I am tired of reading or seeing interviews about how Kate Winslet feels comfortable in her own skin. It incenses me. Winslet movie coming out? Great! Let’s talk pounds, shall we?

It’s not Kate that annoys me — it’s that the interviewers focus on it. Obsessively. Kate, you’re a beautiful woman who obviously has a very…healthy sense of beauty.

It’s why my mother called me last night, wondering when the memo was sent about how a size 12 qualifies as obese (Vanessa Minnillo, way to step up and get in a fat suit for “Entertainment Tonight.” Your experience as a size 12 with a bad makeup job was horrible. My heart breaks). Apparently my mother missed it.

Me? I got that memo and eventually had to throw it away. And that is precisely why the Winslet story focus bothers me so much. That message consumed a year of my life that I can’t get back.

I still deal with the aftermath. It’s hasn’t been an immediate issue for a long time, of course, and I’m sure that I’ll never again wander into a store and wonder why a size 0 is hanging loose off my body, but I continue to think of it. I have to. I analyze it in my mind, wonder where things diverted from a new focus on healthy living into beating Kate Bosworth and Nicole Richie to the punch. I still wonder if my perception of my mirror’s reflection is at all accurate. I know that it usually isn’t — and I occasionally have to force postive thoughts into my mind.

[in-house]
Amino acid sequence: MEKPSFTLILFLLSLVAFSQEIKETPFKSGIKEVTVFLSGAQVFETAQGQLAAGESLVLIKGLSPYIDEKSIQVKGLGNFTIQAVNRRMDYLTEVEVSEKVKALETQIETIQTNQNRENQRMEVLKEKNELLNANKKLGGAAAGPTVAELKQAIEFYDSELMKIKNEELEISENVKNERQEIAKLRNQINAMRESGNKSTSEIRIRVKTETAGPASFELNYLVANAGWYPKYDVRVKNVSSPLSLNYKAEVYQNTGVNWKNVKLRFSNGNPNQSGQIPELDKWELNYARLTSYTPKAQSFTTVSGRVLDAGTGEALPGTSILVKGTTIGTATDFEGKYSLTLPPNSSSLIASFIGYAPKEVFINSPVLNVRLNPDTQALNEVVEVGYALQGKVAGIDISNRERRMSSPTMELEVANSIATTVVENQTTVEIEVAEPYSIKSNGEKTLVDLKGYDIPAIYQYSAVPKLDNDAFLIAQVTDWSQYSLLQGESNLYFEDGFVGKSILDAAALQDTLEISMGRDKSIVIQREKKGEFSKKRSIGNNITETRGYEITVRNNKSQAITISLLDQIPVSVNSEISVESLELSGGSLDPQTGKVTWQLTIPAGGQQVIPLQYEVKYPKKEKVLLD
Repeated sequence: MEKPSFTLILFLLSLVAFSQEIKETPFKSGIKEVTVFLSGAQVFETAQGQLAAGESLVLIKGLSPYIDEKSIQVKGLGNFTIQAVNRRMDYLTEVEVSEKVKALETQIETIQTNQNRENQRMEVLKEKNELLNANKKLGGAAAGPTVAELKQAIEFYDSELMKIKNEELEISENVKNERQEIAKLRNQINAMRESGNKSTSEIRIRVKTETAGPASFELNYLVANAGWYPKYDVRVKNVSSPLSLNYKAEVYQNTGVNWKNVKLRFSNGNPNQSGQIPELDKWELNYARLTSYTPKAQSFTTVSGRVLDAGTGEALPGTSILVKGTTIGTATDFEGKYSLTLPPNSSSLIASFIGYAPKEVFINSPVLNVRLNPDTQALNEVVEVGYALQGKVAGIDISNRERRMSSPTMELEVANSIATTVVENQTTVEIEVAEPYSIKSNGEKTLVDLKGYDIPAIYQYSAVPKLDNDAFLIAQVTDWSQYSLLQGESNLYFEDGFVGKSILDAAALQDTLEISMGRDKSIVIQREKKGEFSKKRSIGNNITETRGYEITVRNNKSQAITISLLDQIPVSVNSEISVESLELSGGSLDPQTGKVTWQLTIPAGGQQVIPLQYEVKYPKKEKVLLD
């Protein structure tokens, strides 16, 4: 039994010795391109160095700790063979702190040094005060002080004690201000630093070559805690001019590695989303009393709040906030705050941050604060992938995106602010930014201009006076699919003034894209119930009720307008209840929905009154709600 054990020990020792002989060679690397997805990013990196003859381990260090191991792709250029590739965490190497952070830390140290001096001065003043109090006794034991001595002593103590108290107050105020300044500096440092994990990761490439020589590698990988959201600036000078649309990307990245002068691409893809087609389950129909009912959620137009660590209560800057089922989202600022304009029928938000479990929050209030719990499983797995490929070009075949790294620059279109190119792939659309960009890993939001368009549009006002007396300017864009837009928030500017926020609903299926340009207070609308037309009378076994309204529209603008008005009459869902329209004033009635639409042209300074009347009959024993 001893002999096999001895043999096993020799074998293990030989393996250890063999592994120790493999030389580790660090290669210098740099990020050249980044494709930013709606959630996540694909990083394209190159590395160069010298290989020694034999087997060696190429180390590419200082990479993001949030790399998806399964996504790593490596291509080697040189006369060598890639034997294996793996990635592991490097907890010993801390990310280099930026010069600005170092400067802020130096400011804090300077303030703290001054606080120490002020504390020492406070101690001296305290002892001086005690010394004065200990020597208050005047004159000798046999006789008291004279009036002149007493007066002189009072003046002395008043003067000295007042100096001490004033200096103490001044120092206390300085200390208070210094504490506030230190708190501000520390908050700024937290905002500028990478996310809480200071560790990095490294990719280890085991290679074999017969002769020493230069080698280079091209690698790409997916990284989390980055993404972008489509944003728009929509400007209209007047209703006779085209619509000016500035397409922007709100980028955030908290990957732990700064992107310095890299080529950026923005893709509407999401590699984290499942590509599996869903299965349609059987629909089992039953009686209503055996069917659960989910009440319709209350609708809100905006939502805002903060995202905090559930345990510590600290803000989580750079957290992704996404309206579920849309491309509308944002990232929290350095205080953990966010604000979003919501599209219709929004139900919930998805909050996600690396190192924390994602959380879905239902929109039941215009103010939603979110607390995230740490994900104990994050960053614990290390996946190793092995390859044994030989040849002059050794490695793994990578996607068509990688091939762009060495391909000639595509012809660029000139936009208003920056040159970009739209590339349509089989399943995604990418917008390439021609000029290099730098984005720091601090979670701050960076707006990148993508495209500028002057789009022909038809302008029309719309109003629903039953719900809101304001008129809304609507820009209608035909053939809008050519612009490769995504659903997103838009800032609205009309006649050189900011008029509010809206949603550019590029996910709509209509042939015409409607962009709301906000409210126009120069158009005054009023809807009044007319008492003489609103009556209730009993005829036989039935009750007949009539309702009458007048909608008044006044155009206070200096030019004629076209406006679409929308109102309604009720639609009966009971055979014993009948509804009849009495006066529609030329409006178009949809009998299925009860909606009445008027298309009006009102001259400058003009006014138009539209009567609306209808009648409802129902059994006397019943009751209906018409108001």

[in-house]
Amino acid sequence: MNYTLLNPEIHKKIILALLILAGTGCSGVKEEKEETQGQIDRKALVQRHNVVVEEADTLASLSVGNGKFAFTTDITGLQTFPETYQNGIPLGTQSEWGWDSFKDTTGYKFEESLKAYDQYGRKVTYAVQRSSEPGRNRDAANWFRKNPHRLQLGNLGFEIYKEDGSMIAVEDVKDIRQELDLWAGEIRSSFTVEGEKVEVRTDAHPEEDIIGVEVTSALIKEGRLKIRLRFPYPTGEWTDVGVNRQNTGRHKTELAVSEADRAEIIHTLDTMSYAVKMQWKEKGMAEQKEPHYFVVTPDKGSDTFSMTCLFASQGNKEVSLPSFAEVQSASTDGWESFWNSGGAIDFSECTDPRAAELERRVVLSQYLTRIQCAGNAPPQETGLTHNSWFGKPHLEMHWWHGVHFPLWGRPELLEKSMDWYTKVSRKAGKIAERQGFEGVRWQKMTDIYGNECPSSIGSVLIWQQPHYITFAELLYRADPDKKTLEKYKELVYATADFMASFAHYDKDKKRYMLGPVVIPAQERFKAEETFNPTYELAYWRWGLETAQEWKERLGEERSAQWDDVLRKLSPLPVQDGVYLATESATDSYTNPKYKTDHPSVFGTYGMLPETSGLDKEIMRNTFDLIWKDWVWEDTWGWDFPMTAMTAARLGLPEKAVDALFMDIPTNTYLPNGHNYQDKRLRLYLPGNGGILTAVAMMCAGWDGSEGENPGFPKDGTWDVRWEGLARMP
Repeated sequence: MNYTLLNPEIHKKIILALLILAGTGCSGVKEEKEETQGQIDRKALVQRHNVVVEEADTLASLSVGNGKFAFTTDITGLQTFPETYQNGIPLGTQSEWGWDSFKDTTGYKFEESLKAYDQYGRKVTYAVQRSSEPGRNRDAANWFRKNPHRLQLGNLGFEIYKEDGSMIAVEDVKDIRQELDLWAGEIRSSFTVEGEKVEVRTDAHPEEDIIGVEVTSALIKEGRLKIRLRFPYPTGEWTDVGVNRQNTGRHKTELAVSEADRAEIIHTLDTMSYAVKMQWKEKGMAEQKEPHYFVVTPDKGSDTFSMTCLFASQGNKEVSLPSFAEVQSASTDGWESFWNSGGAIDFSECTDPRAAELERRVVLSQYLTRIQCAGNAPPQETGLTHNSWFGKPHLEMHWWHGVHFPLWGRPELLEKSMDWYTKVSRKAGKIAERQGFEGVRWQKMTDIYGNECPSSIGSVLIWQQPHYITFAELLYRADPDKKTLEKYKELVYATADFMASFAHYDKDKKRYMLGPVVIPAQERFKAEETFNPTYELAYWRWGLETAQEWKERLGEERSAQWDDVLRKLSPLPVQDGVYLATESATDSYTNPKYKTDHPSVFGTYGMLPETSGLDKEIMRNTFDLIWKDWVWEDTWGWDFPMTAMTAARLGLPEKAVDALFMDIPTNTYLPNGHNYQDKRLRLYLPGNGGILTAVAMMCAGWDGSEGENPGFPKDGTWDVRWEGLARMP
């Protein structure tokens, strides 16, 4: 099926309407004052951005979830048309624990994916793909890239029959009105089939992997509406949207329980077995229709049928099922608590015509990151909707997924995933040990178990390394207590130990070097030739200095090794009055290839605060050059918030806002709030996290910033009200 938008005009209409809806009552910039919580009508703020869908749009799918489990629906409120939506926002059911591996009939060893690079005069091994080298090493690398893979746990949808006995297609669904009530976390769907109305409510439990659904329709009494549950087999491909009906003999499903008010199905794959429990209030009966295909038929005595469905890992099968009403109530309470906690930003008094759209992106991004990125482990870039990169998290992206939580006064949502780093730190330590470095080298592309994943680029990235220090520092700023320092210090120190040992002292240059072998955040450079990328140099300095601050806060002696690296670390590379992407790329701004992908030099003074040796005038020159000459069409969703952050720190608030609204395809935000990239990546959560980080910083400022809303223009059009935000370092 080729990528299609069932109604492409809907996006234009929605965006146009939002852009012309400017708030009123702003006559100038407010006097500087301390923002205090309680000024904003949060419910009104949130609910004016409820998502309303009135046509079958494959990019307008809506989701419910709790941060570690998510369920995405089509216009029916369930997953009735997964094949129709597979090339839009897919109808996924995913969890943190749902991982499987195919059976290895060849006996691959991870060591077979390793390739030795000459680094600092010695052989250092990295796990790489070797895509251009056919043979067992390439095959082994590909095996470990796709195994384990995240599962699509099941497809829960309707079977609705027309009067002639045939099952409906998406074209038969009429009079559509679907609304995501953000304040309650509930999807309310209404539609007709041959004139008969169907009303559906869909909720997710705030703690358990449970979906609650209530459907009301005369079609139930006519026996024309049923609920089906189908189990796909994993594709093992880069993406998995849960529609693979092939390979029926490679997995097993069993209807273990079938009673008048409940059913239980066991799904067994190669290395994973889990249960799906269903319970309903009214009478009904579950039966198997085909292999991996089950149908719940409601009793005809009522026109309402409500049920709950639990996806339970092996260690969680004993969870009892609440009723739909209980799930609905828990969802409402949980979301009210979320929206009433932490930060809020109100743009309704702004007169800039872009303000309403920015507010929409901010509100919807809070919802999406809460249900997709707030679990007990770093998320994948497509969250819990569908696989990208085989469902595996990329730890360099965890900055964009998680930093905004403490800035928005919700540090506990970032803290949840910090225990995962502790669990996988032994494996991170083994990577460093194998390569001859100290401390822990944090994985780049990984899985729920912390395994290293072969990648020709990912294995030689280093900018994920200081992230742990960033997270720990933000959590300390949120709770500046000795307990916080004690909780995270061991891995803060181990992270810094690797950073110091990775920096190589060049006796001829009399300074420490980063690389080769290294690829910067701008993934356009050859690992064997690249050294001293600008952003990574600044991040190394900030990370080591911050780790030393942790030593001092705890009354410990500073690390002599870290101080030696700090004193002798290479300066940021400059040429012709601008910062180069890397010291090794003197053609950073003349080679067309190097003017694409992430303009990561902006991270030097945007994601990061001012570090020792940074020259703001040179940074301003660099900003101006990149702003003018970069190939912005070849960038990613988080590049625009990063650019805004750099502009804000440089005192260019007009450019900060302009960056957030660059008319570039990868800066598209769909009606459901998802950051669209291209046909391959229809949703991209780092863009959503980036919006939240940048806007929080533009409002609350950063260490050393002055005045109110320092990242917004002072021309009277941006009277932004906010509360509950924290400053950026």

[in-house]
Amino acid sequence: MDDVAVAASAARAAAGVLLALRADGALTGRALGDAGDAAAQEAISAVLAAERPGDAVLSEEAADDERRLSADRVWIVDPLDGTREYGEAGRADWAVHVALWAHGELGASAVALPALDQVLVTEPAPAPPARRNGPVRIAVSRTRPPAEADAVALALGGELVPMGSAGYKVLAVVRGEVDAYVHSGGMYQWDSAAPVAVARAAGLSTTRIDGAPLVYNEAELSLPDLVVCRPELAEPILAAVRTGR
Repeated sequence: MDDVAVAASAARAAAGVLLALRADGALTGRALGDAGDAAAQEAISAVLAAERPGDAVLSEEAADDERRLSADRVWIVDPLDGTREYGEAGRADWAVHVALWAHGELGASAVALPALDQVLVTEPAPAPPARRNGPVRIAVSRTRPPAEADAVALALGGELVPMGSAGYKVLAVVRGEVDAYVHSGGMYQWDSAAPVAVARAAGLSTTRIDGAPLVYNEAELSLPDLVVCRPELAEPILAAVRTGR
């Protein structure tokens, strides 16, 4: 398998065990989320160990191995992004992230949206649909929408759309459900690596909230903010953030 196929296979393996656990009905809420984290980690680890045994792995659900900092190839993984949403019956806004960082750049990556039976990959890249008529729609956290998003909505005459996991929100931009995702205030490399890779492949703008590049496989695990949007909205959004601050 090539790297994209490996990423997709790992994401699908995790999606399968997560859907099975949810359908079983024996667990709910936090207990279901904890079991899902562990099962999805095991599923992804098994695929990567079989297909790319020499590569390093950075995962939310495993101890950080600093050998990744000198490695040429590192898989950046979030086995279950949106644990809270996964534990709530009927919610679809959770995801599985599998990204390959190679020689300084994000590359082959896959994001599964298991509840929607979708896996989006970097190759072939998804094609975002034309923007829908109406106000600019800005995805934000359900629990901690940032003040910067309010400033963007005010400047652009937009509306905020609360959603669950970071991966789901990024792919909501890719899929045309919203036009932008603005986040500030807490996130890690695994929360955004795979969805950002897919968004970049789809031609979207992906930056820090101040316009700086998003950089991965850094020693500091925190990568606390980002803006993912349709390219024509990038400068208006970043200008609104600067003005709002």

And then I see someone like Kate Winslet. Beautiful. Very slim — still a leading lady, of course, so not exactly Everywoman — but one of the least likely Hollywood women to embrace the protruding collarbone trend.

Yet every time a movie comes out featuring her Somewhat Normal self, she’s captured on paper or on digital video reassuring the world that it’s perfectly okay to look like her.

And I know that as I read or watch that, there are people saying it to themselves.

No, Kate. It’s not.

Knowing that is what makes me so angry.